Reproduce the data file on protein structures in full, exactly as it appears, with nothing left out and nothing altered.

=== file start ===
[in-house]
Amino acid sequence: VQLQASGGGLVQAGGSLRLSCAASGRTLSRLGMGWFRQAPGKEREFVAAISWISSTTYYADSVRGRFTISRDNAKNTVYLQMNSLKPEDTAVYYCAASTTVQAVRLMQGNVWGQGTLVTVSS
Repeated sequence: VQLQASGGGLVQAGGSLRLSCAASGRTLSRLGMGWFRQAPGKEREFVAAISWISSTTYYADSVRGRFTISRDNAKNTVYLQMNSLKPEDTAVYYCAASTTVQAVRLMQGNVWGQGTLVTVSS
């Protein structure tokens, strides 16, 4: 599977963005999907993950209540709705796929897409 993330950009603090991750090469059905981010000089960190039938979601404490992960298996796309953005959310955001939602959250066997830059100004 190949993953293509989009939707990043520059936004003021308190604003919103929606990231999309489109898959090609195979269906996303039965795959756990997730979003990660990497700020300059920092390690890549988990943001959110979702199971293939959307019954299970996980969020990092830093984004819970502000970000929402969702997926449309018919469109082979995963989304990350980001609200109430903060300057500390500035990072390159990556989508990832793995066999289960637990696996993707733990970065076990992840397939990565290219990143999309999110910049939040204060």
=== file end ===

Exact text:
[in-house]
Amino acid sequence: VQLQASGGGLVQAGGSLRLSCAASGRTLSRLGMGWFRQAPGKEREFVAAISWISSTTYYADSVRGRFTISRDNAKNTVYLQMNSLKPEDTAVYYCAASTTVQAVRLMQGNVWGQGTLVTVSS
Repeated sequence: VQLQASGGGLVQAGGSLRLSCAASGRTLSRLGMGWFRQAPGKEREFVAAISWISSTTYYADSVRGRFTISRDNAKNTVYLQMNSLKPEDTAVYYCAASTTVQAVRLMQGNVWGQGTLVTVSS
């Protein structure tokens, strides 16, 4: 599977963005999907993950209540709705796929897409 993330950009603090991750090469059905981010000089960190039938979601404490992960298996796309953005959310955001939602959250066997830059100004 190949993953293509989009939707990043520059936004003021308190604003919103929606990231999309489109898959090609195979269906996303039965795959756990997730979003990660990497700020300059920092390690890549988990943001959110979702199971293939959307019954299970996980969020990092830093984004819970502000970000929402969702997926449309018919469109082979995963989304990350980001609200109430903060300057500390500035990072390159990556989508990832793995066999289960637990696996993707733990970065076990992840397939990565290219990143999309999110910049939040204060």